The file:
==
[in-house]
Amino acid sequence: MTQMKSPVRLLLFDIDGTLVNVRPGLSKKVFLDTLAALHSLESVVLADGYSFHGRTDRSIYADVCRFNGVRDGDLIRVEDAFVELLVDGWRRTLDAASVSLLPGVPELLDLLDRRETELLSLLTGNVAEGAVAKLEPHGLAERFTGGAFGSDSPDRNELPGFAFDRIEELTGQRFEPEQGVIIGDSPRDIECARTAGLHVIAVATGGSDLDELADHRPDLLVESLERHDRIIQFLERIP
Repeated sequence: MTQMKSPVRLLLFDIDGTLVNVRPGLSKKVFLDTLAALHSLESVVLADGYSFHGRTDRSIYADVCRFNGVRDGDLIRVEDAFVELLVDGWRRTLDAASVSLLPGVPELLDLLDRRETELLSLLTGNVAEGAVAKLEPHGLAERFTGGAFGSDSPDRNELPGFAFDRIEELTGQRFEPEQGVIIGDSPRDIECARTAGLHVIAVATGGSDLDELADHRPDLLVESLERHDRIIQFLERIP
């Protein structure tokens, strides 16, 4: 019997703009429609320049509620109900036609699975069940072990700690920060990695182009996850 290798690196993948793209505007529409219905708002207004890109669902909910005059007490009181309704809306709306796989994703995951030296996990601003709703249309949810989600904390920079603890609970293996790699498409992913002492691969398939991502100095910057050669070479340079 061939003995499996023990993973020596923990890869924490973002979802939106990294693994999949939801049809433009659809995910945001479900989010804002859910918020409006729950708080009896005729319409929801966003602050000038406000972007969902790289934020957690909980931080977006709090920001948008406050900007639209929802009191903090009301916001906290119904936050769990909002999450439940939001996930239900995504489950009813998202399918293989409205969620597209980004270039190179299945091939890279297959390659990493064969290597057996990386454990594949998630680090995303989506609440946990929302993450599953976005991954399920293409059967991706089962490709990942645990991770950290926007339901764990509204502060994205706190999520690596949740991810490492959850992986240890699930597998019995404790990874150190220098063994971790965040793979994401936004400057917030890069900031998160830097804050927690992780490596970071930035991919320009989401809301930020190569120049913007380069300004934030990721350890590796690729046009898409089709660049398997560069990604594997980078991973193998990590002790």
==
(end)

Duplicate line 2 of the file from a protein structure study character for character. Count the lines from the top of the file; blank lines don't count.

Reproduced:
Amino acid sequence: MTQMKSPVRLLLFDIDGTLVNVRPGLSKKVFLDTLAALHSLESVVLADGYSFHGRTDRSIYADVCRFNGVRDGDLIRVEDAFVELLVDGWRRTLDAASVSLLPGVPELLDLLDRRETELLSLLTGNVAEGAVAKLEPHGLAERFTGGAFGSDSPDRNELPGFAFDRIEELTGQRFEPEQGVIIGDSPRDIECARTAGLHVIAVATGGSDLDELADHRPDLLVESLERHDRIIQFLERIP